The woman and Christ wept together.
I entered the memorial to find over a hundred empty chairs on the lawn, permanently installed there, representing those who were killed that day including nearly 20 children from a daycare that had been located inside the building. Senseless death at any age is horrifying and deeply saddening, but there is something poignantly demonic about McVeigh later testifying that he did, in fact, know that there was a daycare on the second floor, directly above where he parked the truck filled with ammonium nitrate.
Run through with emotion, I set off again. Oklahoma City faded into the rear view mirror like everything else had over the last few days. Open road, yet again. This time, my home state was ahead of me.
With podcasts and albums and cast recordings slowly racking up over time, the Oklahoma highway finally gave way to Texas sky. The familiar "Welcome to Texas" sign skirted by.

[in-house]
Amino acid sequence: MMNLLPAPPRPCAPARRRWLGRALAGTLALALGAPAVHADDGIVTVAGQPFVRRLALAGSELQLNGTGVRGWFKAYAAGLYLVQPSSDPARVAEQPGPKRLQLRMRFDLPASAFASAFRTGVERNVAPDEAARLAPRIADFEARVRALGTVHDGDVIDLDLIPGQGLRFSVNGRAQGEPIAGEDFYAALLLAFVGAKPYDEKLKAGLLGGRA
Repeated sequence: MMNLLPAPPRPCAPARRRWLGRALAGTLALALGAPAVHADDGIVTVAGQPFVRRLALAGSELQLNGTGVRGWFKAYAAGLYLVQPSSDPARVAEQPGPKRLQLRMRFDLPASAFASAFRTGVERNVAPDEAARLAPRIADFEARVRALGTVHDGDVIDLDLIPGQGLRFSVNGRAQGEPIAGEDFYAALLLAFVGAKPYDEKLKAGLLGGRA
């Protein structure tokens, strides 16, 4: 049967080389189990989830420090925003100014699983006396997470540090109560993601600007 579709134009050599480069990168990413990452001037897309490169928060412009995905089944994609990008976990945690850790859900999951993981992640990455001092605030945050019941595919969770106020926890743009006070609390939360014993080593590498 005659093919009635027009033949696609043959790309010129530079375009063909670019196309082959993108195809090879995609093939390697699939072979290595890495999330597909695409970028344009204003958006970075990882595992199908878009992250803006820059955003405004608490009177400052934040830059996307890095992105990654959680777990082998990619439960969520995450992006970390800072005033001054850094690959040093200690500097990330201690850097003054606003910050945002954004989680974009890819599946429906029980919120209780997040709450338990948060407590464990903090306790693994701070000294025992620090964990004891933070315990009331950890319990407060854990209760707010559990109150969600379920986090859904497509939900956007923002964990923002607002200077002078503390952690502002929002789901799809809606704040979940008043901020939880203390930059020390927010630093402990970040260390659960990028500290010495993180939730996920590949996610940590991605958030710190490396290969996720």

"Drive friendly - the Texas way"
I can't agree with that slogan, marketing team of Texas. Have you ever been to Houston? Or I-35 in Austin? If you're visiting Texas and you see that on our sign, just know that the person who put that on the sign played you.
When I arrived in Dallas, so did that Texas heat. The one thing I don't miss when I'm elsewhere. I fumbled with the lock box to get the key to my apartment while sweat ran rivers down my back.
Once inside though, I discovered that the toiling with the lock had been worth it. Though small, this apartment was the bomb. I was welcomed by a king-sized bed and a shower, which, hold for a minute while I get my bearings, was unlike any shower I'd ever had the pleasure of scrubbing in.